Gratitude is one of those qualities we all know we should practice more. In our busy family lives it can be challenging to find the right ways to develop a sense of gratitude in our kids without coming across as nagging. After all, telling your children to be grateful seems like the least likely way to help them feel it more.
If you’re like me, every year a few holiday seasons, like Thanksgiving, remind me that I should be focusing my thoughts on being grateful for what I have. I know the Bible verses:
Do not be anxious about anything, but in everything by prayer and supplication with thanksgiving let your requests be made known to God. And the peace of God, which surpasses all understanding, will guard your hearts and your minds in Christ Jesus. (Phil 4:6b-7 ESV)
I know that peace is promised to a prayerful heart of gratitude. But that doesn’t prevent me from forgetting to cultivate it in myself and encourage it in those around me. I am aware of the fact that Paul starts off almost every single letter with a prayer of thanksgiving, and I know that thankfulness isn’t just for some occasions but should characterize all our lives:
Giving thanks always and for everything to God the Father in the name of our Lord Jesus Christ (Eph 5:20 ESV)
What I didn’t realize before was just how practical and positive the effects of gratitude are on our well-being. Studies show that people who have made gratitude a habit are more likely to:
- Eat healthier
- Develop stronger immune systems
- Experience more energy
- Demonstrate optimism and mental acuity
- Cope with stress better
- Describe life with high satisfaction
- Exercise regularly
- Solve difficult mental challenges easier
- Have deeper friendships
- Sleep better
- Have increased self-worth and self-esteem
- Show increased productivity
- Enjoy work and perform better on the job
For more on the benefits of gratitude, check out this article:
It seems as if God has wired us to flourish most as human beings when we develop the habit of thankfulness.
With all this encouragement to develop gratitude in ourselves and our children, where do we start? How can we help our kids grow in gratitude without nagging them or seeming self-serving?
Here are five suggestions with some thoughts borrowed from the British educator, Charlotte Mason.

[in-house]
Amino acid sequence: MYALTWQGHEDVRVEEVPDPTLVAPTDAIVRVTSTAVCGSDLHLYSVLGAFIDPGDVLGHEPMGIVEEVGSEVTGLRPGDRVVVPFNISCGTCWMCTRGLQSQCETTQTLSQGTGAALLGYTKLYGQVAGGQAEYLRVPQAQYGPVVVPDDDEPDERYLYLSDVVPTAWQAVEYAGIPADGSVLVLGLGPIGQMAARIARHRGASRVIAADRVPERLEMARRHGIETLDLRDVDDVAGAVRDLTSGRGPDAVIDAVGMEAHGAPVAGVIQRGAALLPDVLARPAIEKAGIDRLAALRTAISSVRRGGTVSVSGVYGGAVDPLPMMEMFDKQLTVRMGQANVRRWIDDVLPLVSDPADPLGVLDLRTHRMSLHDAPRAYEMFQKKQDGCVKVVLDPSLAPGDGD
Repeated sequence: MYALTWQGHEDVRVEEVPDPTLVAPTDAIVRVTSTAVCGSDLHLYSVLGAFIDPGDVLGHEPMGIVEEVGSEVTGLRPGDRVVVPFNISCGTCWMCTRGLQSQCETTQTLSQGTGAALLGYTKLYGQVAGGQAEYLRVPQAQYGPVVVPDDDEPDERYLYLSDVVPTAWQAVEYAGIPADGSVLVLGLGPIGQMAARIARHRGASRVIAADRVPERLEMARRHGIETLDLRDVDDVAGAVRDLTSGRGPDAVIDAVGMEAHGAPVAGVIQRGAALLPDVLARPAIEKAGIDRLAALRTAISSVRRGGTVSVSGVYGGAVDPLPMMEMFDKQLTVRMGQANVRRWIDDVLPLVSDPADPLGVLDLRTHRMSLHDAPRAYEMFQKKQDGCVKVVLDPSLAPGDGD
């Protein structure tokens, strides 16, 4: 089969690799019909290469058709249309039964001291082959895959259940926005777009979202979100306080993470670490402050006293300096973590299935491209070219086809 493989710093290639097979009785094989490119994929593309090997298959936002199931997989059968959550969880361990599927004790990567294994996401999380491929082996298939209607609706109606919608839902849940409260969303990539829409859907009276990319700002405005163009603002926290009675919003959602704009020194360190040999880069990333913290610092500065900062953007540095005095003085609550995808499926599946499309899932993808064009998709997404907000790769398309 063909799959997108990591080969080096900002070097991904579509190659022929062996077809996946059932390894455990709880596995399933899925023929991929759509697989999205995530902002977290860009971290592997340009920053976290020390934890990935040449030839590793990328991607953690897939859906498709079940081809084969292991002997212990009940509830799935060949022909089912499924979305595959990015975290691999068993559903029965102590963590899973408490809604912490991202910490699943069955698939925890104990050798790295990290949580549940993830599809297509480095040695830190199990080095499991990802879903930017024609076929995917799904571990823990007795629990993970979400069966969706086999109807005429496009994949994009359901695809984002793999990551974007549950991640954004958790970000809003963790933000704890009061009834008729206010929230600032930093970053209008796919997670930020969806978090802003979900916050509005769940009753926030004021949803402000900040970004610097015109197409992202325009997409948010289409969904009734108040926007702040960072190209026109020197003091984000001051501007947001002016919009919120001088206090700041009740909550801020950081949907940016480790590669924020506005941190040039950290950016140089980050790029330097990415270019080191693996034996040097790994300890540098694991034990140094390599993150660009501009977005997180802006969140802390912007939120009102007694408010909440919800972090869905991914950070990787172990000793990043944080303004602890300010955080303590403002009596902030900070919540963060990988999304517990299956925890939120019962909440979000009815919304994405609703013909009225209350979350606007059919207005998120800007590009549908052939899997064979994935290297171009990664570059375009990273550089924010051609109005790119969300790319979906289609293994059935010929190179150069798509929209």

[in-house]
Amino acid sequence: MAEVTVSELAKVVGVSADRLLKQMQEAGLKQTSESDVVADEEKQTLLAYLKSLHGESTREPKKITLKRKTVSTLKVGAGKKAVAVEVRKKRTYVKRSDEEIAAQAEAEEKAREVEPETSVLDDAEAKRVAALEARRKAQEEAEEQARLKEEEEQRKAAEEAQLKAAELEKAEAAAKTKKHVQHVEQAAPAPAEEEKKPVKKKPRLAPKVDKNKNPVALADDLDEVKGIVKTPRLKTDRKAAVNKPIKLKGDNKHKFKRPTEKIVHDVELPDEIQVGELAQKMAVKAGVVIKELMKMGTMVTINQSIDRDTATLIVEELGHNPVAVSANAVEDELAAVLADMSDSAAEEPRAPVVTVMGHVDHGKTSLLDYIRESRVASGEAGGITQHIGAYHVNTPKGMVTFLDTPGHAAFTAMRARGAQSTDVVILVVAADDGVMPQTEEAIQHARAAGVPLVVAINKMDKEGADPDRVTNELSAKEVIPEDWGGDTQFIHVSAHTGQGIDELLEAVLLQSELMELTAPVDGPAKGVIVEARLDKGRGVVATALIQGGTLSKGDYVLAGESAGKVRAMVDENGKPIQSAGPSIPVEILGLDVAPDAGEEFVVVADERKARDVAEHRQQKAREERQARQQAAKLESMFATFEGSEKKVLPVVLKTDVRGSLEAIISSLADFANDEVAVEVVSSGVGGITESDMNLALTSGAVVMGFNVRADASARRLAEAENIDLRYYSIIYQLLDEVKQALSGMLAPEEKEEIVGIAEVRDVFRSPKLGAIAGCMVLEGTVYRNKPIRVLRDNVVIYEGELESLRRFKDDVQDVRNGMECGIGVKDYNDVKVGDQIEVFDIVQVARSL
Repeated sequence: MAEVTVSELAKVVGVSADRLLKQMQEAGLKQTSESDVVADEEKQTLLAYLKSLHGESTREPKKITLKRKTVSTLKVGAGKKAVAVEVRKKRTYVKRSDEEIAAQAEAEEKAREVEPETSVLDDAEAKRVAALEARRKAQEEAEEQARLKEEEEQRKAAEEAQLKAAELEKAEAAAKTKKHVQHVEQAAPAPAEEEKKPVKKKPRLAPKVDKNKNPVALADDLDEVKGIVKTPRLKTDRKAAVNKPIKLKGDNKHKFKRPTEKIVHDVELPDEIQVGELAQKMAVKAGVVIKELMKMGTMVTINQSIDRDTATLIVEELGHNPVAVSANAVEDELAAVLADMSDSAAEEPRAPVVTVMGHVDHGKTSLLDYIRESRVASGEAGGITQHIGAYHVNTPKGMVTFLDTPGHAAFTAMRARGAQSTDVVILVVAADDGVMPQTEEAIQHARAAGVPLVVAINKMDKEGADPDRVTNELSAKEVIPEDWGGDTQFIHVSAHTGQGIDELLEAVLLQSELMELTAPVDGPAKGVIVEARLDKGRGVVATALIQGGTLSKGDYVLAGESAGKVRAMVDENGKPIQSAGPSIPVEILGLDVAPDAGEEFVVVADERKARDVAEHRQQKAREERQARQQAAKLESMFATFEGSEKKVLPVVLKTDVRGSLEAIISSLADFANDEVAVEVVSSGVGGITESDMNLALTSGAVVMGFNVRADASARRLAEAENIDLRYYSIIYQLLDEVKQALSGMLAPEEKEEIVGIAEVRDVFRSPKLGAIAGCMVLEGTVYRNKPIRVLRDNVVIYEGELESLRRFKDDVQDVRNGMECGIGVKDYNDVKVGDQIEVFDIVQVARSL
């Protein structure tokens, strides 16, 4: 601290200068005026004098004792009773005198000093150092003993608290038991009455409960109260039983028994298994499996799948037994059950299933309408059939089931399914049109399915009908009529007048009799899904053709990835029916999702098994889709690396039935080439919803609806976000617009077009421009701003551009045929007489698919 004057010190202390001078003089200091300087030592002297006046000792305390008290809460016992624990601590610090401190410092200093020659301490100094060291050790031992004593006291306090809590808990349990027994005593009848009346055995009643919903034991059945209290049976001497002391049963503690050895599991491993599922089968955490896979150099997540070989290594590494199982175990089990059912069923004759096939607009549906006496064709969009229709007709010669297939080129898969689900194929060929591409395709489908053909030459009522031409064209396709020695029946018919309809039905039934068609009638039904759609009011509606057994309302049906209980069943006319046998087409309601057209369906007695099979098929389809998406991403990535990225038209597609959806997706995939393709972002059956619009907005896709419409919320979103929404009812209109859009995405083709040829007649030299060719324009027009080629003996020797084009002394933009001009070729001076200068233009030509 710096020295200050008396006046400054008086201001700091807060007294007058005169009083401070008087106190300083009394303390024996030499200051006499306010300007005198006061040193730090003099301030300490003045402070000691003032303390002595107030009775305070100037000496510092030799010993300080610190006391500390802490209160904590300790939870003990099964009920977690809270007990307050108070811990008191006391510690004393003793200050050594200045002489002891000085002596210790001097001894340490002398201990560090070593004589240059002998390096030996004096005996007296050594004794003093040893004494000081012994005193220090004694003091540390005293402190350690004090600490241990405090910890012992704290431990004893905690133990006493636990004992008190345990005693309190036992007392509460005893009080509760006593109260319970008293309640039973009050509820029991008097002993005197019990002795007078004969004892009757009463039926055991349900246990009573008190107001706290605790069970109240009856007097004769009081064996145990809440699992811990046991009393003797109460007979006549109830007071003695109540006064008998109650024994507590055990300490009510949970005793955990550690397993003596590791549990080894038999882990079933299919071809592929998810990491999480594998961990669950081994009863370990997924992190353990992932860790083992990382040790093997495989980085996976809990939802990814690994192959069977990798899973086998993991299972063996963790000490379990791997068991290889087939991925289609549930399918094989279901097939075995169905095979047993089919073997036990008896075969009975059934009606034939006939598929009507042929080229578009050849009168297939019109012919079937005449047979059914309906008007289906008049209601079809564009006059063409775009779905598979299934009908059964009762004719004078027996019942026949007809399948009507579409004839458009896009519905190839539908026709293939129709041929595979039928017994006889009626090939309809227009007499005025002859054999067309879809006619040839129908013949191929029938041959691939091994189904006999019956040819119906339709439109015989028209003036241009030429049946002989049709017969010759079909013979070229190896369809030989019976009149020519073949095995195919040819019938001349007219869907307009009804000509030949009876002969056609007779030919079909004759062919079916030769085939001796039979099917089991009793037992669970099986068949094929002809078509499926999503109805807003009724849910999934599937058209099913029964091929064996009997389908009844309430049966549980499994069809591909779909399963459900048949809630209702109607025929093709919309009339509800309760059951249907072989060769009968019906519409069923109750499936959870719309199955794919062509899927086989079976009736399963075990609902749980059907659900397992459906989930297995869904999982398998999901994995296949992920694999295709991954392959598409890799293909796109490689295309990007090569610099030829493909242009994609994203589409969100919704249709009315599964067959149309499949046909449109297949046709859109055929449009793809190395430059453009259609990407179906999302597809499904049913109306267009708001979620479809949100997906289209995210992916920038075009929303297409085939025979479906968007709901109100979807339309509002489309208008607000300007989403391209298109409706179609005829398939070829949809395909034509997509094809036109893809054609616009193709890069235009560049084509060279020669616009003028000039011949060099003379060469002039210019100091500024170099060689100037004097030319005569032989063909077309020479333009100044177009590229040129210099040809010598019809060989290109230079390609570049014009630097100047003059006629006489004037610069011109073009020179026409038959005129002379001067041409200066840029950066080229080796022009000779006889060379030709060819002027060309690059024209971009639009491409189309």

1) Sow the Idea of Gratitude
Too often we think that our children will learn something without any explicit teaching about it. That’s not how it works for us. If I’m trying to grow in some area of my life, my first step will often be reading or learning about it. Starting a new habit requires setting up a new neural pathway in the brain, sowing the idea deep into the heart.
So one of the most practical starting points for developing gratitude in your family is to have an inspiring discussion about it. Maybe this looks like reading Bible verses about gratitude and talking about them and then thinking through as a family why it’s so important to be grateful for what we have.
Charlotte Mason followed this tactic in her book Ourselves by embedding a chapter on gratitude as one of the qualities of love. If we want to see growth in ourselves or our children in particular virtues, it’s so important to follow the proactive tactic of sowing ideas positively, rather than just responding negatively to a vice with nagging.
It’s also a good idea to discuss the benefits of gratitude listed above. This might help your children understand that gratitude isn’t about boosting someone else’s ego. It’s about their own flourishing. Charlotte Mason intuited such benefits when she claimed that gratitude does more than almost any other virtue “to guide us into joyous and happy living” (Ourselves, ch. 7).
2) Train their Responses to Kindness
While there’s no denying that gratitude is a spiritual grace, it manifests itself in our lives as a trained habit or virtue. As Paul says in Galatians,